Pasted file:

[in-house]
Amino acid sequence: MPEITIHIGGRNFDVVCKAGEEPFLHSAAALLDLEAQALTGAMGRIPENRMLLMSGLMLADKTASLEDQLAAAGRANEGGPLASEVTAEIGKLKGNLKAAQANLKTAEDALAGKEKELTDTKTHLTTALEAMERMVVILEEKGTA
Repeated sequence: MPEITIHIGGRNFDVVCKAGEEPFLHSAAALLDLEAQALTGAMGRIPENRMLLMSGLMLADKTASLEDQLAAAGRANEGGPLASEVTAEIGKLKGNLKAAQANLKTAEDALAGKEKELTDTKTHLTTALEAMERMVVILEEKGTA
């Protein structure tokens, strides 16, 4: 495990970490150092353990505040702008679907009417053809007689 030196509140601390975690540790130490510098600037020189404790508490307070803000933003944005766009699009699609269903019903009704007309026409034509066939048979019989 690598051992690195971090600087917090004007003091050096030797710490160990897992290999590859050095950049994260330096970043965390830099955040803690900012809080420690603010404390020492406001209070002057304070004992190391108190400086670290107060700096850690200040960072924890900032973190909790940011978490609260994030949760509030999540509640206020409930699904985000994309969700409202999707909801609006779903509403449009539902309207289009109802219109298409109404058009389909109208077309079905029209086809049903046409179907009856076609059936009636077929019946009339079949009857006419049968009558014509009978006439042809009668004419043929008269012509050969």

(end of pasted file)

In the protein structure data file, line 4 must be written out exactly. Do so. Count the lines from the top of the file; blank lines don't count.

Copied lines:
């Protein structure tokens, strides 16, 4: 495990970490150092353990505040702008679907009417053809007689 030196509140601390975690540790130490510098600037020189404790508490307070803000933003944005766009699009699609269903019903009704007309026409034509066939048979019989 690598051992690195971090600087917090004007003091050096030797710490160990897992290999590859050095950049994260330096970043965390830099955040803690900012809080420690603010404390020492406001209070002057304070004992190391108190400086670290107060700096850690200040960072924890900032973190909790940011978490609260994030949760509030999540509640206020409930699904985000994309969700409202999707909801609006779903509403449009539902309207289009109802219109298409109404058009389909109208077309079905029209086809049903046409179907009856076609059936009636077929019946009339079949009857006419049968009558014509009978006439042809009668004419043929008269012509050969």